Wondering who dreamed up all the delightful illustrations in our new bedtime book, Dream Big, Little One? They’re the work of Wonderbly’s in-house illustrator, Adam Hancher! Not only is Adam a wizard with a pencil, he’s also a first-time dad to baby Miles. Read our interview to discover how he created his magical illustrations, and his hopes and dreams for his own little one.
What was your favourite bedtime story as a kid?
I remember my Dad reading The Secret Island by Enid Blyton to me, one chapter a night. I can barely remember what happens in it now, what’s clear in my mind is being excited about bedtime. To find out what happened next, and to have my Dad read to me.
How did you approach illustrating Dream Big, Little One?
What a joy it is to go to sleep and experience the exciting wonder of dreams. This was the concept presented to me by our story team. The plot doesn’t unfold through dialogue, it’s a very visual story, so the focus needed to be emotion and atmosphere. With all this in mind I sketched ideas, made notes and produced some rough artwork to explore the mood.
With a first draft of the manuscript in hand, I began drawing thumbnail illustrations for each page. Creating a visual narrative that didn’t exist in the text, but that worked with the text to tell a complete story. As a team (writers, producers, designers) we used these sketches to narrow down what each section represents. We cut scenes, created new scenes and merged ideas together to make the entire book stronger.
How did you create all the dreamy landscapes and characters?
Dreams are strange experiences with disconnected logic, and the best dreams are exciting. To communicate this I chose to loosely paint backgrounds with expressive brush marks full of movement. I wanted to emphasise that sense of rhythm and movement on each spread, to keep pushing the reader on. So I made use of flowing mist, falling stars, flying birds and so on.
It’s a magical world full of colour, so planning how the colour palettes would progress through the book was important. I also made the very important decision to throw a lot of stars and sparkle at every page, to really hit home that it’s a moonlit dreamscape.
I added the elephant early on, because a heavy animal walking on these light clouds felt very dreamlike to me. The Unicorn, too, made complete sense. It’s a creature of magic, stars and sparkle!
There are certain bedtime stories that you can’t help but let influence you on a project like this. Artists like Windsor McCay, stories like Peter Pan. I also found inspiration in background art from anime, Sailor Moon in particular. Dreamlike, cosmic gradients and moonlit watercolour backdrops. The character designs are a little more figurative in their proportions, so I used pencil and watercolour brushes in Photoshop as a nod to traditional storybook illustration styles.
You recently became a dad for the first time – congratulations! Do you have any tips for a cosy sleep routine?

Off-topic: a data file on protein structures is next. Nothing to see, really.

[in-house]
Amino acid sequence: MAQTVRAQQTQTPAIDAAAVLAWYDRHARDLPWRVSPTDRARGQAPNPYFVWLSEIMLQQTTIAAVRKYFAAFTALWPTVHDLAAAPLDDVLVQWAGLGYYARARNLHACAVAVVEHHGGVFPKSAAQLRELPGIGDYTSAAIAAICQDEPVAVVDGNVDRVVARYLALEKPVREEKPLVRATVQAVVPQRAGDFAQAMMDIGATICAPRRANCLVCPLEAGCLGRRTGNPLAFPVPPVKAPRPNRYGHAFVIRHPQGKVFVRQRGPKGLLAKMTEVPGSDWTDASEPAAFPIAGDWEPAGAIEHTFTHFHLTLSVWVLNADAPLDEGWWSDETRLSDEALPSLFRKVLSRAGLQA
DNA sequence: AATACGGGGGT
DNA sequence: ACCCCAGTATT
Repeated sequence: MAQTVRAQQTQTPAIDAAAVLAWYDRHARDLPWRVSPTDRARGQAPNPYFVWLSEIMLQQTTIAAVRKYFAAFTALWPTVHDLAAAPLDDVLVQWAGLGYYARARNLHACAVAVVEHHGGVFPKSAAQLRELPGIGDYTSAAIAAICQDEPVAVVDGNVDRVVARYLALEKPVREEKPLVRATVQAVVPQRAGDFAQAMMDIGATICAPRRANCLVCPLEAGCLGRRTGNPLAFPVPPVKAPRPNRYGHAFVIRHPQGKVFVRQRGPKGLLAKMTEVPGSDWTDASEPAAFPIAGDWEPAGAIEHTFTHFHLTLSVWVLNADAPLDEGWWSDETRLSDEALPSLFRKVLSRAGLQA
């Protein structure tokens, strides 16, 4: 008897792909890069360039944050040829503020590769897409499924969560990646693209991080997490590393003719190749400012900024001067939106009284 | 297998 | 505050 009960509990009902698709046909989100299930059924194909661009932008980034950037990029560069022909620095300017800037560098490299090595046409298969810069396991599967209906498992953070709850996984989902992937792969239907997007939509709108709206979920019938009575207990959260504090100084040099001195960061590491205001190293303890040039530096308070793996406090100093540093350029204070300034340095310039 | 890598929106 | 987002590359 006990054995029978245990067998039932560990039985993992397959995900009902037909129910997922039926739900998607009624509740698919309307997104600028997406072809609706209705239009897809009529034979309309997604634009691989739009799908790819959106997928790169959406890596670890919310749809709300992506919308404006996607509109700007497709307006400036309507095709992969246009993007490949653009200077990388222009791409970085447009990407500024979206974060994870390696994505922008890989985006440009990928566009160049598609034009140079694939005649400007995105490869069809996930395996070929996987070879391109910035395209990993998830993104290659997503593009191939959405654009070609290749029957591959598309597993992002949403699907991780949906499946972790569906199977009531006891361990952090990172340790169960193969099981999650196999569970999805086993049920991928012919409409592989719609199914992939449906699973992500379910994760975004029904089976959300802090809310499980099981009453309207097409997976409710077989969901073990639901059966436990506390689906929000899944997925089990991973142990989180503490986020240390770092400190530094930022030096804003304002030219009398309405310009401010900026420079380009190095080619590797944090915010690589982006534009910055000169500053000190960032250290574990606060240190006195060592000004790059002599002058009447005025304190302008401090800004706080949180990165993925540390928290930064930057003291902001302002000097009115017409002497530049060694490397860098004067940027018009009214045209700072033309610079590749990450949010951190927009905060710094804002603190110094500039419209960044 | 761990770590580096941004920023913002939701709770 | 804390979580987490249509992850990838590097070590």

Our son is 6 months old, so we’re not quite at a cosy routine yet. The first few months were incredibly difficult, we didn’t get more than 4 hours sleep a night. Now is definitely better, but sleeping through the night isn’t a thing yet.
Here are a list of things that have helped us:
- White noise machine (there’s a stream running through our bedroom every-night).
- A baby monitor (keep an eye on him without disturbing him)
- Sleeping Bag (for the child)
- Solid food. (Miles’ sleeping habits improved once we began weening)
We have co-slept, we’ve had a side-sleeper, now he’s in a cot. It’s all trial and error and it constantly changes. The irony of this book is that during its creation I was completely sleep deprived. So it’s quite likely there is some wish fulfilment involved in the artwork!
What’s the best bit of parenting advice someone has given you?
We haven’t really been given any. Parents in our lives are pretty honest about the difficulties they face, and all seem to appreciate that what works for some kids just doesn’t work for others.
We are lucky to have close friends who are new-ish parents too, and we joined an amazing NCT group during pregnancy (do this if you can). Asking for advice, sharing milestones – the community aspect of it is really important.
We make sure each of us get some time for ourselves, to see friends or even just get some time alone. I went by myself to see Spiderman at the cinema, it was a highlight of 2021. Some good advice: if you want to get a new parent a gift (aside from a personalised children’s book) buy or make them some food! Baby clothes and toys are lovely, but delicious treats delivered to our door were the best gifts we received when we were too tired to cook.
How will you encourage your little one to dream big as they grow up?
I’m excited to introduce Miles to all the things I love in life. Share knowledge, build things, create things, explore the outdoors, cook things, take him to a Judo class (a long lost hobby of mine). I’m equally excited to see what I’ll discover through him. I didn’t share a lot of my parents’ interests, but they spent a lot of time with mine.
I’ll be curious to see what he wants to do. I’d love him to be passionate about his work, if he’s not that’s fine, there are more things in life to enjoy. Most of all I want him to be happy and kind. To have an open approach to people and the world is all I wish for him. There’s so much amazing stuff out there for him to experience, I just want him to have the confidence to explore it all.
What are you looking forward to illustrating in the future?
A book about fairy tales (I hope!)
Know a sweet little dreamer?
Inspire them to reach for the stars with our magically personalised bedtime book.